Some Hornady 75-grain V-Max bullets loaded to a mild 3,050 fps would be my first test batch to get the rifle zeroed and see the initial results. I quickly stumbled into a sub-half-MOA group with that first load. I wasted no time taking the rifle into my mountain haunts to search out one of my favorite opponents, the high-country marmots. The 6mm GT did an incredible number on dozens of chucks, and the accuracy and predictable recoil impulse made shooting them seem almost too easy. I was completely hooked, but I was just getting started.



As soon as I returned home from my varmint hunting, I found out I was offered a spot in an advanced law enforcement precision rifle course from Bruiser Industries. I leapt at the chance and hastily loaded 300 rounds of a new pet load of Hornady 105-grain BTHPs. Again, with little to no load development, the 105s shot half MOA or better groups. For four days in the southern California heat, we trained on advanced shooting techniques, position building, and everything else that LE snipers would want to know.

Shooting at ranges from 100 yards all the way out to 1,400 yards was part of the curriculum, and the 6mm GT went the distance for all of it. The accuracy was everything I needed to make good hits when I did my part. Plus, when compared to the .308 rifles most of the other attendees were shooting, my gun barely moved when firing. With sweat-stained clothes and a dust-covered rifle, I had built complete confidence in both the cartridge and the rifle.

My SRS M2 with the US Optics FDN25X


Not long after I got home, I was also offered a position in the Hornady Precision Rifle Challenge, one of the greatest precision rifle shooting matches in the country. Despite my confidence, I knew it would be humbling to shoot alongside some of the best shooters in the country. Nevertheless, I stayed up until midnight loading another 300 rounds of ammo. At 4 a.m. the next morning, I headed up the road towards the match.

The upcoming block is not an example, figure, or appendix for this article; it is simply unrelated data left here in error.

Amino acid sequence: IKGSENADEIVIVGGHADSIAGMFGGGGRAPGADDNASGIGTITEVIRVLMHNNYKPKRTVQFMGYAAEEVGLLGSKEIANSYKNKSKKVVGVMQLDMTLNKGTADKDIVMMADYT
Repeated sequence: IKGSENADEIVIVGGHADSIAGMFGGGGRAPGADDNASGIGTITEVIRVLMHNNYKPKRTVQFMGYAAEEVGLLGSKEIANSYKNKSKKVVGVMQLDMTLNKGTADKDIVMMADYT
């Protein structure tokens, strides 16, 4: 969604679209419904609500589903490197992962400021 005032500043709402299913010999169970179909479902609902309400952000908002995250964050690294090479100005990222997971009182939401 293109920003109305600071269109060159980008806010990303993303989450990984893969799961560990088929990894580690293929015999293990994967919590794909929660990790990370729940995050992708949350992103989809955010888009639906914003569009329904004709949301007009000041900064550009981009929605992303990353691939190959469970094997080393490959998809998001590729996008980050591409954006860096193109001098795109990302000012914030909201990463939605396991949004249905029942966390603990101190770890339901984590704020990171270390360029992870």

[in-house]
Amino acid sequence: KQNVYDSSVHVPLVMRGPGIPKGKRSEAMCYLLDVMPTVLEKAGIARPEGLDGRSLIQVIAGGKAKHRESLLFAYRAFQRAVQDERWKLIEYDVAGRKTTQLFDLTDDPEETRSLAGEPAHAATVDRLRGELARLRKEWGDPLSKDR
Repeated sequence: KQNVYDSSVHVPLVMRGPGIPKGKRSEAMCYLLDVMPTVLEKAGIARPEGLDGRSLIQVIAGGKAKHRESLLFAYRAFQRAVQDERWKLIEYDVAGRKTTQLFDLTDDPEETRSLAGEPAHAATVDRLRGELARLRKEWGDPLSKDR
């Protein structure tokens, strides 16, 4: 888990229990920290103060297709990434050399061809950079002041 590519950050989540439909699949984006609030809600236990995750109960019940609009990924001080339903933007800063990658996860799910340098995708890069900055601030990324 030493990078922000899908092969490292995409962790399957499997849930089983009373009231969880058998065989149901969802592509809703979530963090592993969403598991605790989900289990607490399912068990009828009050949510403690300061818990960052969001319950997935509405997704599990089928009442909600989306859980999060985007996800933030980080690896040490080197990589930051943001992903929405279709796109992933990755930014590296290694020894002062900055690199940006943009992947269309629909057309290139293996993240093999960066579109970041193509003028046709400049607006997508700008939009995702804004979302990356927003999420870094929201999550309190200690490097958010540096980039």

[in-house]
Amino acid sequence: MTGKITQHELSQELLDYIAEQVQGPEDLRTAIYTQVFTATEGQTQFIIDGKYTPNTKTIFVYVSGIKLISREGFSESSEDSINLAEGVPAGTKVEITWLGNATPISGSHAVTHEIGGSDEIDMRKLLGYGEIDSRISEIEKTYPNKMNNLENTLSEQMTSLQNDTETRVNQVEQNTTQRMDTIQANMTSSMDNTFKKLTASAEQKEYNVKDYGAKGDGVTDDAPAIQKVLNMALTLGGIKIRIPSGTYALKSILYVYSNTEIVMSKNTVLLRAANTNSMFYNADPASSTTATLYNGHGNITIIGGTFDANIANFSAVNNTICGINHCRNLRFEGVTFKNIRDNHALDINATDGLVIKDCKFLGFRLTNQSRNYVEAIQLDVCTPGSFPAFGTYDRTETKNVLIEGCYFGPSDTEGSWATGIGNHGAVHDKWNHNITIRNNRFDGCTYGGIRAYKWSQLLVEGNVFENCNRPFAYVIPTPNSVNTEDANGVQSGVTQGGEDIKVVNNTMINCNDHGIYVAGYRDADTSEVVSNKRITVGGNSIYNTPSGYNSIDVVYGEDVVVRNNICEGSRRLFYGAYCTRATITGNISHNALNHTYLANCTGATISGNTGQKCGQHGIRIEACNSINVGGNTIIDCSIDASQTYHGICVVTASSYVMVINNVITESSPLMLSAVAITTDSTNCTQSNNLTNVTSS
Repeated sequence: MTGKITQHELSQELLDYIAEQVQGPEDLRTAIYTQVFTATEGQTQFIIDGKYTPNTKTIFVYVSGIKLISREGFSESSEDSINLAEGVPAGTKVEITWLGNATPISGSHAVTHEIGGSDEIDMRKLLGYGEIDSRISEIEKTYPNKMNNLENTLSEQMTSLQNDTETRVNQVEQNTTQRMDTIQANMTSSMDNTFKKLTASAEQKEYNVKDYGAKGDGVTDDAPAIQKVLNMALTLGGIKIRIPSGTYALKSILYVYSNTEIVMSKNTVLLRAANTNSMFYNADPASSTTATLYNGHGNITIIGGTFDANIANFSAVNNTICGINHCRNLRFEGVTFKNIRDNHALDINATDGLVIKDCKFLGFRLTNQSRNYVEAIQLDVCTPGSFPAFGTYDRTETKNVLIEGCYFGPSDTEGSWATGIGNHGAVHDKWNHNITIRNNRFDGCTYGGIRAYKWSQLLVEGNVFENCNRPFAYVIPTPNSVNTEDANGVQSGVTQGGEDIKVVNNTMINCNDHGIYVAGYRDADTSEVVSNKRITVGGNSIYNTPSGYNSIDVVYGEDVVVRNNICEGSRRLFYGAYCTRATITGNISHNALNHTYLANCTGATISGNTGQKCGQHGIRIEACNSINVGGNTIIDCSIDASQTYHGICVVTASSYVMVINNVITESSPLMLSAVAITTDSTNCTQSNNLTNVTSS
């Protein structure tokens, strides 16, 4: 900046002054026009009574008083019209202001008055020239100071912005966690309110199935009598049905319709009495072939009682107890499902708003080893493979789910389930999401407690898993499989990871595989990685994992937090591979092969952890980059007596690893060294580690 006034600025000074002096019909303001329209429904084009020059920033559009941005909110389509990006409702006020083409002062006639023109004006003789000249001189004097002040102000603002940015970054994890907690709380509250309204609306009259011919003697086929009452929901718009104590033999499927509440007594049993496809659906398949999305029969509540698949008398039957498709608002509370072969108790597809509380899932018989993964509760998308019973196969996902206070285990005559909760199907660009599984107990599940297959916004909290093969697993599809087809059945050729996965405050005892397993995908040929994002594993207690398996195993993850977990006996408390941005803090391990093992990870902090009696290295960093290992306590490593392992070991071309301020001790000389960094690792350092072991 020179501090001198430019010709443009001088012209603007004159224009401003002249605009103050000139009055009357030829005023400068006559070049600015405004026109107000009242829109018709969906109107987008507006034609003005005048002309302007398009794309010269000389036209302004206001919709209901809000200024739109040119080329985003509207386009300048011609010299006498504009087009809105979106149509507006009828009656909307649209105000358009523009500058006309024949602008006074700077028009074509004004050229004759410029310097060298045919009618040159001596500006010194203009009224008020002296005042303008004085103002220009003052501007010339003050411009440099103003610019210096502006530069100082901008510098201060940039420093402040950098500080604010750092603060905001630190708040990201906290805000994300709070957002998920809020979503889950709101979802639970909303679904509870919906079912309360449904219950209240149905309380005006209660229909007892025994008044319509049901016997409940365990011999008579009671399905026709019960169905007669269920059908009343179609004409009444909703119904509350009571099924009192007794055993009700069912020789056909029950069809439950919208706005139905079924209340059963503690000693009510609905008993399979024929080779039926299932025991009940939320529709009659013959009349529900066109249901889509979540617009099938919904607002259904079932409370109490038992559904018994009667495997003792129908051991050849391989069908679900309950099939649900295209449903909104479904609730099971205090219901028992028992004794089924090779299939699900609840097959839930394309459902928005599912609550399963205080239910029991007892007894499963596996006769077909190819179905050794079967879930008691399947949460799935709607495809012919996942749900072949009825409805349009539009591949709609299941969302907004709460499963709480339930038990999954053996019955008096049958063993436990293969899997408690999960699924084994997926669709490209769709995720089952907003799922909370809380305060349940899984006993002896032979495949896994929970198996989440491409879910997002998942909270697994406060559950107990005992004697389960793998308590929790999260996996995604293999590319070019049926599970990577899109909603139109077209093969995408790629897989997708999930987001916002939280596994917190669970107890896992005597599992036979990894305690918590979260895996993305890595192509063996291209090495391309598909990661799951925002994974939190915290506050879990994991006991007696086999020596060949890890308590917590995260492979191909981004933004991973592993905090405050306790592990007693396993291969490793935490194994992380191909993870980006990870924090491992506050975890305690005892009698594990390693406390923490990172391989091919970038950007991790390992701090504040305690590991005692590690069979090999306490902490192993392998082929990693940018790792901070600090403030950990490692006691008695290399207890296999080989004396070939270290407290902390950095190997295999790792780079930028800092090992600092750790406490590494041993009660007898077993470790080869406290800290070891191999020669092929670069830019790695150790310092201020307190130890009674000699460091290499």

There I was, meeting both George and Tom, not to mention hundreds of other great people. I’ll spare you the shame of my performance, but I will tell you how the rifle performed. Other than a few dust-induced magazine issues, the SRS M2 and 6mm GT worked like a perfectly tuned machine. I can say with every confidence that when I missed, it was because I miscalled the wind or wasn’t solid enough. But when I was on target, boy did we sing a beautiful melody together.

The GT did excellent in the strong winds, blowing across the range and smacking the targets with great authority. The recoil was easily managed, allowing me to spot my own hits and misses and making corrections easy. The match was a great experience, and I relearned a bunch of things I’d forgotten long ago.


If you haven’t figured it out yet, I am absolutely enamored with this setup. I don’t think I’m able to come up with a downside to the 6mm GT. It is easy to load. It’s very accurate, soft shooting, and an excellent performer. Plus, it has nothing but the best support and components available for it.


It’s no wonder this cartridge enjoys such a cult following in the precision rifle community. I love a good shooting match, but I am a hunter at heart. So you can bet I will be taking this rifle hunting this fall. All the same things that make this an excellent match gun also make it great for other shooting practices. In my part of the country, the deer have to worry about coyotes, cougars, and me. But come this fall, they’ll also have to hide from the 6mm GT.


Since initial publication of this story, we’ve used the 6GT to hammer quite a few big game animals from 500 to 1000 yards:

The Hornady 6mm ARC for the Desert Tech MDRX

It seems all too frequent nowadays for a new cartridge to jump to the front of every blog, magazine, and ad campaign.
Ammunition manufacturers are always looking for the next best thing to sell. I cant blame them, and I’d much prefer they spend all the money on R&D so the rest of us don’t have to.
At the top of the ammunition game is the big red H that we have all come to know quite well. Hornady has brought some extremely popular cartridges to market in the recent past, the PRC family comes to mind, as does the revered 6.5 Creedmoor.

Watch the video to see the 6 ARC MDRX in action

You can also read the full article on Guns.com

Hornady brought another impressive project to the shooting public in 2020 with the introduction of the 6mm Advanced Rifle Cartridge. Introduced in June, the 6mm ARC stands to become a popular red-tipped option. Having seen many of these new cartridges come and go, I was cautiously optimistic for several reasons. Let’s take a look at this round and see what makes it special.


Based on the 6.5 Grendel, the 6mm ARC shares basic dimensions with the Grendel but is necked down to .243/6mm. It shoots heavy for caliber bullets in the 90- to 110-grain range from a 1-to-7.5 twist barrel.